Reference : Effects of twelve weeks of aerobic or strength training in addition to standard care ...
Scientific journals : Article
Human health sciences : Neurology
Human health sciences : Orthopedics, rehabilitation & sports medicine
http://hdl.handle.net/2268/204056
Effects of twelve weeks of aerobic or strength training in addition to standard care in Parkinson’s disease: a controlled study
English
Demonceau, Marie mailto [Université de Liège > Département des sciences de la motricité > Kinésithérapie générale et réadaptation >]
MAQUET, Didier [Centre Hospitalier Universitaire de Liège - CHU > > Service de médecine de l'appareil locomoteur >]
Jidovtseff, Boris mailto [Université de Liège > Département des sciences de la motricité > Déterm. perf. & asp. gén.et spéc.de l'entr.y comp.de ht niv. >]
Donneau, Anne-Françoise mailto [Université de Liège > Département des sciences de la santé publique > Biostatistique >]
Croisier, Jean-Louis mailto [Université de Liège > Département des sciences de la motricité > Kinésithérapie générale et réadaptation >]
Crielaard, Jean-Michel mailto [Université de Liège > Département des sciences de la motricité > Département des sciences de la motricité >]
RODRIGUEZ DE LA CRUZ, Carlos [Centre Hospitalier Universitaire de Liège - CHU > > Service de pneumologie - allergologie >]
DELVAUX, Valérie mailto [Centre Hospitalier Universitaire de Liège - CHU > > Service de neurologie (CHR) >]
2017
European Journal of Physical and Rehabilitation Medicine
52
Yes (verified by ORBi)
International
1973-9087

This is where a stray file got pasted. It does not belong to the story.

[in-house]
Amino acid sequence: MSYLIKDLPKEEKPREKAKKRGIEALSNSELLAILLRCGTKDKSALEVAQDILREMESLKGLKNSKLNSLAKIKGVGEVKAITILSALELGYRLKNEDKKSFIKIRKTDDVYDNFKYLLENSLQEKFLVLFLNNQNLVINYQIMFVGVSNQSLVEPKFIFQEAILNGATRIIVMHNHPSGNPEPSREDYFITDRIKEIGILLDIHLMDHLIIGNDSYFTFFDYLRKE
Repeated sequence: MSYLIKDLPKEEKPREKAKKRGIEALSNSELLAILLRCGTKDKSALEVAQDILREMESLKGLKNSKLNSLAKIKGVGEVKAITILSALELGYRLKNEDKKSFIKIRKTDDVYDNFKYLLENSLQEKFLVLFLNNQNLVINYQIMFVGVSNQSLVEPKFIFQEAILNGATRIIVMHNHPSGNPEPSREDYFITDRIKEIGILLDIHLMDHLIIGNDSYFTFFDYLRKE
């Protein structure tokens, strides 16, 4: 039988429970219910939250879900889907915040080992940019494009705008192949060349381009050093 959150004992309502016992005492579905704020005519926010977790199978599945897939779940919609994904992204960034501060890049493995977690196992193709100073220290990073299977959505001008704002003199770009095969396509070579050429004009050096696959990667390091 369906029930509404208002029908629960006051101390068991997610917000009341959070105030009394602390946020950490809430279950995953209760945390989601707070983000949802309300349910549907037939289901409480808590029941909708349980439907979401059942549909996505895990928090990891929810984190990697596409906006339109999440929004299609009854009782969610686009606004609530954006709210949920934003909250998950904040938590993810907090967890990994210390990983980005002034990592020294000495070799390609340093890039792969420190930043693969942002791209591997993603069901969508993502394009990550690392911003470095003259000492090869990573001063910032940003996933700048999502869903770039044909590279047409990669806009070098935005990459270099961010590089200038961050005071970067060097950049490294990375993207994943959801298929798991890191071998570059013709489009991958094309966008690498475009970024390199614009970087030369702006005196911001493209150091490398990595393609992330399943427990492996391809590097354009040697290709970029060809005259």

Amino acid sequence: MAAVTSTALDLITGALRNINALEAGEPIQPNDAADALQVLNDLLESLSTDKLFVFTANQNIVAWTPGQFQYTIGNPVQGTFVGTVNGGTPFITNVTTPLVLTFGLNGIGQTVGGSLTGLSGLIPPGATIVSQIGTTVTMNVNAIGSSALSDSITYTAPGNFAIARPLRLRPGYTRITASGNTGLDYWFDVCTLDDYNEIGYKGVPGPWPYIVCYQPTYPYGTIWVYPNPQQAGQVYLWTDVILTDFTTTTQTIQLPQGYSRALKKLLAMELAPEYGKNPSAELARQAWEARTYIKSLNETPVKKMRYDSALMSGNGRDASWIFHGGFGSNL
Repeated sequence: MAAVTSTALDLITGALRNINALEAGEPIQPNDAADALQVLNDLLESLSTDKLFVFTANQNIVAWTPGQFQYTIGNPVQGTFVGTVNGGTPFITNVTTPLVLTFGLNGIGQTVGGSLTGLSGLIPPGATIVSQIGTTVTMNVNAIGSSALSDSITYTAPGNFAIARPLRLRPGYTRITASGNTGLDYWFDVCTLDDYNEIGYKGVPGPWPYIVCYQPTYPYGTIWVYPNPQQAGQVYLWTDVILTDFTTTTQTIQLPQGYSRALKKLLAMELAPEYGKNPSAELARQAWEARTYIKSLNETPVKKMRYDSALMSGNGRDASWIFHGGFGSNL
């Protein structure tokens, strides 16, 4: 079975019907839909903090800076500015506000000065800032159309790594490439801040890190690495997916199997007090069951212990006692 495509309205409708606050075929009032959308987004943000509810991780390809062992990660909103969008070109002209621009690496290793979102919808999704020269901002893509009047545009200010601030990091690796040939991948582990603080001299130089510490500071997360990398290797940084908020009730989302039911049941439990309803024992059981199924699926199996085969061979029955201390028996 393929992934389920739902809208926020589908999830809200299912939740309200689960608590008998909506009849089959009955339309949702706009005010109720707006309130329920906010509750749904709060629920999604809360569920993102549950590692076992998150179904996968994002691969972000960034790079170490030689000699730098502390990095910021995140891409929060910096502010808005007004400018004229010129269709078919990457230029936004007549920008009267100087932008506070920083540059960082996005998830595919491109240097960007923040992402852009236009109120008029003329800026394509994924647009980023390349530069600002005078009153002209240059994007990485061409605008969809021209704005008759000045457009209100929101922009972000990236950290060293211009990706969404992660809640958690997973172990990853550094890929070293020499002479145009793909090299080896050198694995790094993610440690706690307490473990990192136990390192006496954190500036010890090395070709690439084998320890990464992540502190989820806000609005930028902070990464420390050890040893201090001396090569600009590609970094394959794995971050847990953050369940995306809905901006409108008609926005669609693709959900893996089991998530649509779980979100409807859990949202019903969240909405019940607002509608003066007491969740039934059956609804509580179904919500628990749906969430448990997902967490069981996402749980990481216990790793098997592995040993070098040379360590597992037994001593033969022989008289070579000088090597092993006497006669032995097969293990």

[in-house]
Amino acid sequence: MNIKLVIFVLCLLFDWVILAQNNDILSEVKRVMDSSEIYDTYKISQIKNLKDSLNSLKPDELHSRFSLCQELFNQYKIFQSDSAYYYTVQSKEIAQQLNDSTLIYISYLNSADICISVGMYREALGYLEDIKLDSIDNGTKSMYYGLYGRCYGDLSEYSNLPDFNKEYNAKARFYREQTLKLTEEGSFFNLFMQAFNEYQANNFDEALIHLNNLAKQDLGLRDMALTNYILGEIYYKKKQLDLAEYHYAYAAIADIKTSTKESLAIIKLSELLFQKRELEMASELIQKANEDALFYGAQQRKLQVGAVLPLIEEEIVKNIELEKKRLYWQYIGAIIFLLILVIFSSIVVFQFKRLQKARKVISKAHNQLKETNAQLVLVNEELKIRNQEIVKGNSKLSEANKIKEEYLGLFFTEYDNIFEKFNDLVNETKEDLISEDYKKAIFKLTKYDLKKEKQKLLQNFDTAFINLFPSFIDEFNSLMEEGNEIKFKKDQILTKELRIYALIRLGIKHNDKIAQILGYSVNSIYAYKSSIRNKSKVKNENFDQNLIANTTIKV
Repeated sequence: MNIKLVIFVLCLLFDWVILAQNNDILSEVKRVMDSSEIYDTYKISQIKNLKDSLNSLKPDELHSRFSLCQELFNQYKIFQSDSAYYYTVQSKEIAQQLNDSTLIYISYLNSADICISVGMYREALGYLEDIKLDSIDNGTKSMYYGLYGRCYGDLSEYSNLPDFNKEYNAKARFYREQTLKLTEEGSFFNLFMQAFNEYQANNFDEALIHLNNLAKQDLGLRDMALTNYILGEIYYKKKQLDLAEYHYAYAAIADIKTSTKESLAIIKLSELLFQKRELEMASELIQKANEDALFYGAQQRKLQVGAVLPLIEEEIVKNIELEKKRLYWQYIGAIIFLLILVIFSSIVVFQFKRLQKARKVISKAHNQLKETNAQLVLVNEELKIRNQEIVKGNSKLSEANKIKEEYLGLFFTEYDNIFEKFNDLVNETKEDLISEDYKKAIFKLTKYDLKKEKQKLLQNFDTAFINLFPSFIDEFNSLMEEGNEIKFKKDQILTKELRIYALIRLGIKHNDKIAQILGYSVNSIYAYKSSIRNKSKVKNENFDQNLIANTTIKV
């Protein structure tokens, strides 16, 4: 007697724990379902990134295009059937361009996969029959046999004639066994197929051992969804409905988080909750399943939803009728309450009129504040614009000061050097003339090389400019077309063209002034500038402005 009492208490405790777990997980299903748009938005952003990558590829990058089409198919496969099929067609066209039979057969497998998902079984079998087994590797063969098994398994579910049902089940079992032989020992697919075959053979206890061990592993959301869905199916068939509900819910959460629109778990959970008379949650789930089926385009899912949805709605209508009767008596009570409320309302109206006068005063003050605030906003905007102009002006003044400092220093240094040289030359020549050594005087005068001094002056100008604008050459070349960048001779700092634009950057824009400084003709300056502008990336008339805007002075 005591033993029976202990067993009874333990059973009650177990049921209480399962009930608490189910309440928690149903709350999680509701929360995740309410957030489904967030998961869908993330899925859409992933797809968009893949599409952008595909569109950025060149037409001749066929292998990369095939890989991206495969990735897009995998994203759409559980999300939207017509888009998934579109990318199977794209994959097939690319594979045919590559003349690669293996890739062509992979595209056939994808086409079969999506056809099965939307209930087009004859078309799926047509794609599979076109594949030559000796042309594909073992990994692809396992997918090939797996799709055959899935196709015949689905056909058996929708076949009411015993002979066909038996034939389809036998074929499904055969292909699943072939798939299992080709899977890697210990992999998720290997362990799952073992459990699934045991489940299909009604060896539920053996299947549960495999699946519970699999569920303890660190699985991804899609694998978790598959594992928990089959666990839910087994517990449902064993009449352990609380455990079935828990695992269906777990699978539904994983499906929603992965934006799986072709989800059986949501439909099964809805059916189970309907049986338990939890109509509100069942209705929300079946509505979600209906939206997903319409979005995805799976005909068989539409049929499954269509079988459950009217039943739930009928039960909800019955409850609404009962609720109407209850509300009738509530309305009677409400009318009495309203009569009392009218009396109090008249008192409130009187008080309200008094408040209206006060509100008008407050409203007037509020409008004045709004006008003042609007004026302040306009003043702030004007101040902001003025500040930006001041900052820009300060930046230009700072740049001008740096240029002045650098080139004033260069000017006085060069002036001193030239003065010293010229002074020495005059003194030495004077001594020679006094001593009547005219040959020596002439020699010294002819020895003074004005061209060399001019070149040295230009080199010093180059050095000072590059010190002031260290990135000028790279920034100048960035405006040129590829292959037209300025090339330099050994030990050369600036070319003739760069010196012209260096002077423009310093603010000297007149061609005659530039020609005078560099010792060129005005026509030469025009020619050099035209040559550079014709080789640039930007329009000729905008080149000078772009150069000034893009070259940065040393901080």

[en] parkinson's disease ; rehabililitation ; exercise
[en] BACKGROUND: Physical exercises in addition to standard care (SC) in patients with Parkinson’s disease (PD) are now common practice in many care units. However, exercises can cover a wide range of interventions, and the specific effects of different interventions still deserve to be further investigated.
AIM: To compare the effects of 12 weeks of two different types of physical exercises with SC in patients suffering from PD.
DESIGN: Pseudo-randomized controlled trial.
SETTING: University laboratory for outcomes, University Hospital Centre for interventions.
POPULATION: Fifty-two outpatients suffering from mild to moderate PD at baseline.
METHODS: Participants were allocated to 3 groups: the strength training (ST) group performed individualized upper and lower limbs strength training, the aerobic training (AE) group performed tailored gradual aerobic cycling, and the third group received SC. The effects of the interventions on body function were assessed by measuring isokinetic concentric peak torque for knee extension and flexion, peak oxygen consumption (VO2peak) and peak work load (PWL) during an incremental maximal cycling test. Changes in mobility were evaluated from spatial-temporal gait features measured by mean of an accelerometer system and the six-minute walk distance (6mwd) test. We used questionnaires to estimate health-related quality of life and habitual physical activity.
RESULTS: No significant changes in any outcome measures occurred in the SC group. More than 80% of the participants adequately completed the AE and the ST interventions. The ST group significantly improved all peak torque measures (p≤0.01), except knee extension in the least affected side (p=0.13). This group also improved the PWL (p=0.009) and 6mwd (p=0.03). The AE group improved the VO2peak (p=0.02) and PWL (p<0.001).
CONCLUSION: Physical fitness in patients with PD rapidly improved in compliance with training specificities, but better fitness hardly translated into better mobility and health-related quality of life.
CLINICAL REHABILITATION IMPACT: Physiotherapists can efficiently propose physical conditioning to patients with mild to moderate PD, but these interventions are insufficient to improve gait and participation. Notwithstanding, ST is an efficient intervention for improving walking capacity.
Centre de Recherches du Cyclotron - CRC
la fondation universitaire
http://hdl.handle.net/2268/204056
10.23736/S1973-9087.16.04272-6

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